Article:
After falling behind early, the Seattle Seahawks turned to their defense in Thursday night's game against the Green Bay Packers.
The Seahawks sacked Aaron Rodgers five times and shut down Green Bay in the second half, limited the Packers to field goal in a 27-24 victory in Seattle.
Desperate for a win after back-to-back losses, the Seahawks (5-5) couldn't have visualized a worse start than the one they endured to open the critical matchup against Green Bay (4-5-1).
On the first play from scrimmage, Seattle running back Chris Carson fumbled after Packers linebacker Clay Matthews knocked the football out with his helmet, giving the visiting team incredible starting field position. Three plays later, running back Aaron Jones raced around the right edge on a pitch to give Green Bay an early 7-0 edge.
Shortly thereafter, Seahawks quarterback Russell Wilson airmailed a wide-open Doug Baldwin in the end zone and Seattle had to settle for a Sebastian Janikowski field goal.
Rodgers followed up by unloading a spectacular 54-yard touchdown throwing across his body to reserve tight end Robert Tonyan, extending the Packers' lead to 14-3 with 3:10 left in the first quarter.
"We had to turn it around ..." Seahawks coach Pete Carroll said after the game. "We were not getting the stops that we needed early on. We were upset about that."
The resilient Seahawks clawed back from the mistake-riddled opening quarter, briefly taking a 17-14 lead courtesy of a Wilson touchdown pass to Baldwin and a 1-yard plunge by Carson. Despite the disastrous start, Seattle went into halftime trailing by only four points at 21-17.
Fortunate to be in such a promising situation given the circumstances, the Seahawks' coaching staff pushed all of the right buttons in making adjustments defensively after Rodgers carved up Seattle with 214 passing yards and two touchdowns on only 12 completions during the first 30 minutes.
Once the Seahawks emerged from the tunnel for the second half, an inspired performance from a beleaguered defensive front helped shift momentum back toward the home team's favor. Unable to get Rodgers to the ground at all in the first two quarters, the front four set up shop in the backfield during the final two quarters, sacking the All-Pro quarterback five times.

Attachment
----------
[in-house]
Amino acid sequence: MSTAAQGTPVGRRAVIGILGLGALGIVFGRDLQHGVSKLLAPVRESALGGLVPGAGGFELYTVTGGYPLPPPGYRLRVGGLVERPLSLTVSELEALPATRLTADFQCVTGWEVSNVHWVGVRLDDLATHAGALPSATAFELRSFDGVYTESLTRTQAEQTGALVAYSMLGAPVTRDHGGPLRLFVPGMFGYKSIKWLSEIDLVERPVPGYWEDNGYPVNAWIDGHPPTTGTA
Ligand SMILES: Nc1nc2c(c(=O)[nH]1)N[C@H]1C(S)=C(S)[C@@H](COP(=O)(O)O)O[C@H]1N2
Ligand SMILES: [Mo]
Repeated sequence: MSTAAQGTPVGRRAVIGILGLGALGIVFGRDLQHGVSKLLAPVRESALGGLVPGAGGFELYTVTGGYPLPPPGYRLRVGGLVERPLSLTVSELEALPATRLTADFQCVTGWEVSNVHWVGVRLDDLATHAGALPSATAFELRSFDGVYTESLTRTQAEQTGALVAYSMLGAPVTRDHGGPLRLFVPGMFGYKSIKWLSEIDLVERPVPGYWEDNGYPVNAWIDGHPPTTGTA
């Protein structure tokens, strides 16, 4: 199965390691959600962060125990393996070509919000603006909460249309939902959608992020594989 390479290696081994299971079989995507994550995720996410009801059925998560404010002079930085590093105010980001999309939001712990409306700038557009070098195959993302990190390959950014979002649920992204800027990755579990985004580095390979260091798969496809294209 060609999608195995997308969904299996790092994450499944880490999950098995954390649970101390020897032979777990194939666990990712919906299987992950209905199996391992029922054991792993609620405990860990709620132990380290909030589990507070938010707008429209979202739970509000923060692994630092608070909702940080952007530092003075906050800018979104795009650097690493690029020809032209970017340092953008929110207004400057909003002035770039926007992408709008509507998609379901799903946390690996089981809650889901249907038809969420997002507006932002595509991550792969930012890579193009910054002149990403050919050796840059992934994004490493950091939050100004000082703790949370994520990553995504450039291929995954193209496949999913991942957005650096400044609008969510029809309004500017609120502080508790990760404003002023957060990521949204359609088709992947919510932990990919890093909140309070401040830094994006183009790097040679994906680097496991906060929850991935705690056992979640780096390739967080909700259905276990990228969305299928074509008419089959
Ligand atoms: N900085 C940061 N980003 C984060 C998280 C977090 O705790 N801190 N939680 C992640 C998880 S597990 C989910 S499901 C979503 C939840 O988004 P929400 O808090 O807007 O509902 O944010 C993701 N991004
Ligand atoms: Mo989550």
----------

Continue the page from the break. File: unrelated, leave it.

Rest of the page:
"I was really fired up about that because we know these guys are hard to sack and it's hard to get to Aaron -- he just doesn't let you have him." Carroll said about Seattle's awakened pass rush. "But it was a lot of guys working at it, a lot of four-man rushes. ... That's really good."
Leading the onslaught, defensive end Frank Clark continued his career year and increased his season total to 10 sacks after getting to Rodgers twice off the edge. Carroll was also thrilled by Jarran Reed's impressive outing, though he was baffled that the third-year tackle was only credited with a half-sack in the game.
"I don't know if that's right. We'll be fighting for whatever is right there." Carroll said when asked about Reed's impact as a pass rusher. "But he had a really good game. He was involved in a lot of those hits."
With pressure from Clark, Reed and the rest of the defensive front hitting home frequently, the Seahawks forced Rodgers and the Packers to punt on five of their six second-half possessions.
And the pass rush came through in the clutch on Green Bay's lone scoring drive in the half, as Rasheem Green's first NFL sack forced the Packers to settle for a field goal midway through the fourth quarter.
By limiting Green Bay to only three second-half points, Seattle's defense created yet another opportunity for Wilson to orchestrate a game-winning drive.
After failing to finish the job the past two weeks in similar situations, Wilson capitalized by hitting tight end Ed Dickson down the seam for a 15-yard touchdown with 5:08 remaining to give his team their first lead of the second half.
Though Rodgers and the Packers would get another shot, Carroll's defense refused to be denied, forcing a quick three-and-out and paving the way for Seattle's four-minute offense to bleed out the rest of the clock for a signature win.
"It's great to see the finish take place. We talk about how we strive to finish and we live for that," Seahawks center Justin Britt said. "Finish the moment. It feels good to have the big guys up front ending with the ball and not making the defense go back out there."
Finally able to finish after struggling to close out several eventual losses this season, the Seahawks still face a long road to make the postseason. But as Carroll preached after last week's defeat to the Rams in Los Angeles, there's still plenty of time for his team to reel off a bunch of wins and the ability to seal the deal in a must-win matchup with the Packers could set a playoff run in motion.